Having spent the first days of the trip exploring the east coast, it was time to move over to the west coast. The island is absolutely amazing in terms of weather. It can be cool and windy in one place and full sun 10 km down the road. The west side is so very different to the east. Tall cliffs face the ocean with luxuriant vegetation sprouting from every crag & crack – cacti, palms, bougainvillia in full, intense blooming bloom. The ocean beats itself up against the base of the cliffs, its soft, perpetual, roar providing a calming influence to all that goes on. The view from the balcony is serene.
The sun comes up. The sun goes down. The sun sets in glorious technicolour to set expectation high for the next day.
For a change the next day brings some cloud so it is off in the car to explore the west coast of Tenerife. Every hillside seems to grow terraces of Angel Delight-coloured villas and apartments. Butterscotch and Caramel seem to be the favourite with chocolate and vanilla thrown in. Blocks of Neapolitan ice cream also provide variety.
Every bay is home to the resort hugged around every sandy patch of black sand. But look hard, really hard, and that bit of Tenerife history can be found. Although there’s nothing much that can be found in Puerto de la Cruz but I took a picture to share anyway.
Lunch is at a restaurant overlooking Rambla de Castro which is a route through a vast banana plantation. A derelict building marks Tenerife’s first steam engine which was used to draw water to irrigate the land. It also home to St Peter’s heritage and the fort of San Fernando, built in 1808 to protect the area from harassing pirates.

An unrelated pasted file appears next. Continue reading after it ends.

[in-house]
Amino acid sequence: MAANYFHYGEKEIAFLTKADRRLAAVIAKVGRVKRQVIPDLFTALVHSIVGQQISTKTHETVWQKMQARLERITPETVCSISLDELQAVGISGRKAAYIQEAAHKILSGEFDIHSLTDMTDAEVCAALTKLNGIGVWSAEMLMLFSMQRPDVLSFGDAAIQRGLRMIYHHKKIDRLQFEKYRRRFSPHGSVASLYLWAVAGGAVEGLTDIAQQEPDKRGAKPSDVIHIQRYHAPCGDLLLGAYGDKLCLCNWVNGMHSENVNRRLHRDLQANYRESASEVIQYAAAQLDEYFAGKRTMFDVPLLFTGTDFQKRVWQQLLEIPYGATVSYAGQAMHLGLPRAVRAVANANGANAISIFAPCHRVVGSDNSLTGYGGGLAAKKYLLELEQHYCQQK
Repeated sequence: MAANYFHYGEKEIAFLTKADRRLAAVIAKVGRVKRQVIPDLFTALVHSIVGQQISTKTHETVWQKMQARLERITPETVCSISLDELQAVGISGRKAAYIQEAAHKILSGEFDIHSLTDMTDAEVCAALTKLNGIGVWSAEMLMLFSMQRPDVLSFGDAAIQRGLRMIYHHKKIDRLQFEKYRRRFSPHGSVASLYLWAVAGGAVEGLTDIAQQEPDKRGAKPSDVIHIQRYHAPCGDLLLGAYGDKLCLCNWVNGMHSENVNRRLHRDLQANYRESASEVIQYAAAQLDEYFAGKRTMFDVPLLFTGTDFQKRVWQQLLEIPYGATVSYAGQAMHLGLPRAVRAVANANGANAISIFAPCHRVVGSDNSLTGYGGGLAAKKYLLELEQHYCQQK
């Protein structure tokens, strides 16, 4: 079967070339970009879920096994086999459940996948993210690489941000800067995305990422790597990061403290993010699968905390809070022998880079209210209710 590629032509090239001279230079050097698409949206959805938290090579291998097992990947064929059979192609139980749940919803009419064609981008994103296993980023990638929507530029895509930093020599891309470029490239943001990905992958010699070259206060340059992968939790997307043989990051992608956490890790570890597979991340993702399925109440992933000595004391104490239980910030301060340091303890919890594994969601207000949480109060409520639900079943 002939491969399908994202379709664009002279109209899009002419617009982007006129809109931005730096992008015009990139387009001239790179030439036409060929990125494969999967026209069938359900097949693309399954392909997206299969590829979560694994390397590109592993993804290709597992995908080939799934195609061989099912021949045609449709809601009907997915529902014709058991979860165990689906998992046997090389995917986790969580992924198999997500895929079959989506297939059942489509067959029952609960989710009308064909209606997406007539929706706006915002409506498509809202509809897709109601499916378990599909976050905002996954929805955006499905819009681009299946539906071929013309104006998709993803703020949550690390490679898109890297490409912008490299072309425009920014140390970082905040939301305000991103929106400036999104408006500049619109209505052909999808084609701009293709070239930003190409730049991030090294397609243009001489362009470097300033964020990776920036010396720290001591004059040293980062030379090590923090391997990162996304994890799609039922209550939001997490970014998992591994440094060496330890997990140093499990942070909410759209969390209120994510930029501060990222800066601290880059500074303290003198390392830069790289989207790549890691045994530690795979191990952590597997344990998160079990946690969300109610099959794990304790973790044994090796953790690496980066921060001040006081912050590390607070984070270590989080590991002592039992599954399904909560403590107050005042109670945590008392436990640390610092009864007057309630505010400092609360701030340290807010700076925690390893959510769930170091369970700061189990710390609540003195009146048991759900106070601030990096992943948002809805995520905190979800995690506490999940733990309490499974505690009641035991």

San Juan de la Rambla is situated at the end of an excellent beach. Founded in the early 16th century, many of the buildings, and the church of San Juan Bautiste, date from this time, built by the first European settlers. They were drawn here by the good agricultural land which is still seen in the plantations of bananas that are found on the outskirts of town.
Garachino was the island’s largest port handling local produce and wine in particular. In 1706 the port was filled with larva following a huge volcanic eruption and trade moved elsewhere, leaving it to develop as a day-tripping destination. Convents, monasteries and colonial buildings still share the space with squares and churches and houses of the previously rich and wealthy.
Dig deep and the history on the west coast can be found. All good stuff.
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